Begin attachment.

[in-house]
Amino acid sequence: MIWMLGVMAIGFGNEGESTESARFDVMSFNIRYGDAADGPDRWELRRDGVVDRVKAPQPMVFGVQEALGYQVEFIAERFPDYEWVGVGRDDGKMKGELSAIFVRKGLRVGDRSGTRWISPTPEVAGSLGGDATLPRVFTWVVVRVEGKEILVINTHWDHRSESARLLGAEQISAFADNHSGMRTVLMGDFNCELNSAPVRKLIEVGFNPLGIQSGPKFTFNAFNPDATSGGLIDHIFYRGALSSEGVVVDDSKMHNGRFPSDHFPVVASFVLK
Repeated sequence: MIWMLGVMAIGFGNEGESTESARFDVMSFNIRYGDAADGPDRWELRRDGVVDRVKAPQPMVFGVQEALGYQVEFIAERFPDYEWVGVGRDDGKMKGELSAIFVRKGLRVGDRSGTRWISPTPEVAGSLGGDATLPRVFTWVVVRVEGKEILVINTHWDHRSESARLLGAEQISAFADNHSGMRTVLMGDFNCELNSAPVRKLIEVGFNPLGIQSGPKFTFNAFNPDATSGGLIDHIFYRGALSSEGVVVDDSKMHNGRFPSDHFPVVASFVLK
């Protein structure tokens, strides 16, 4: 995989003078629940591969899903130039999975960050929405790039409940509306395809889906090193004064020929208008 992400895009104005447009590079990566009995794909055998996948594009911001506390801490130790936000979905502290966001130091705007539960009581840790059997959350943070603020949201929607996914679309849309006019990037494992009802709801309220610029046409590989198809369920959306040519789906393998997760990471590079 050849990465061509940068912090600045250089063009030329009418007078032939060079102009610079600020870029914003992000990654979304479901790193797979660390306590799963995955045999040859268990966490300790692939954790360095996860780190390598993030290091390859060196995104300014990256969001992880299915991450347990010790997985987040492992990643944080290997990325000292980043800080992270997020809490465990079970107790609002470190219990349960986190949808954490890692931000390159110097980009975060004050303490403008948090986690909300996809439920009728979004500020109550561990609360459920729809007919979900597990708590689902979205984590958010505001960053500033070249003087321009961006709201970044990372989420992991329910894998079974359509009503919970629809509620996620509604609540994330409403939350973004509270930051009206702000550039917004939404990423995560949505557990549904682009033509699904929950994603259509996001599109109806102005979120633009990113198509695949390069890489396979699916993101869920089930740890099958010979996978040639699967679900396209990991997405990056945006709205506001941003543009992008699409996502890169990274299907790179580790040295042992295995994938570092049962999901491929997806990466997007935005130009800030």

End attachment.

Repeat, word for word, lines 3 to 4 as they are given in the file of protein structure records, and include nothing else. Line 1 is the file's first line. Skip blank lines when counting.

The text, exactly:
Repeated sequence: MIWMLGVMAIGFGNEGESTESARFDVMSFNIRYGDAADGPDRWELRRDGVVDRVKAPQPMVFGVQEALGYQVEFIAERFPDYEWVGVGRDDGKMKGELSAIFVRKGLRVGDRSGTRWISPTPEVAGSLGGDATLPRVFTWVVVRVEGKEILVINTHWDHRSESARLLGAEQISAFADNHSGMRTVLMGDFNCELNSAPVRKLIEVGFNPLGIQSGPKFTFNAFNPDATSGGLIDHIFYRGALSSEGVVVDDSKMHNGRFPSDHFPVVASFVLK
């Protein structure tokens, strides 16, 4: 995989003078629940591969899903130039999975960050929405790039409940509306395809889906090193004064020929208008 992400895009104005447009590079990566009995794909055998996948594009911001506390801490130790936000979905502290966001130091705007539960009581840790059997959350943070603020949201929607996914679309849309006019990037494992009802709801309220610029046409590989198809369920959306040519789906393998997760990471590079 050849990465061509940068912090600045250089063009030329009418007078032939060079102009610079600020870029914003992000990654979304479901790193797979660390306590799963995955045999040859268990966490300790692939954790360095996860780190390598993030290091390859060196995104300014990256969001992880299915991450347990010790997985987040492992990643944080290997990325000292980043800080992270997020809490465990079970107790609002470190219990349960986190949808954490890692931000390159110097980009975060004050303490403008948090986690909300996809439920009728979004500020109550561990609360459920729809007919979900597990708590689902979205984590958010505001960053500033070249003087321009961006709201970044990372989420992991329910894998079974359509009503919970629809509620996620509604609540994330409403939350973004509270930051009206702000550039917004939404990423995560949505557990549904682009033509699904929950994603259509996001599109109806102005979120633009990113198509695949390069890489396979699916993101869920089930740890099958010979996978040639699967679900396209990991997405990056945006709205506001941003543009992008699409996502890169990274299907790179580790040295042992295995994938570092049962999901491929997806990466997007935005130009800030």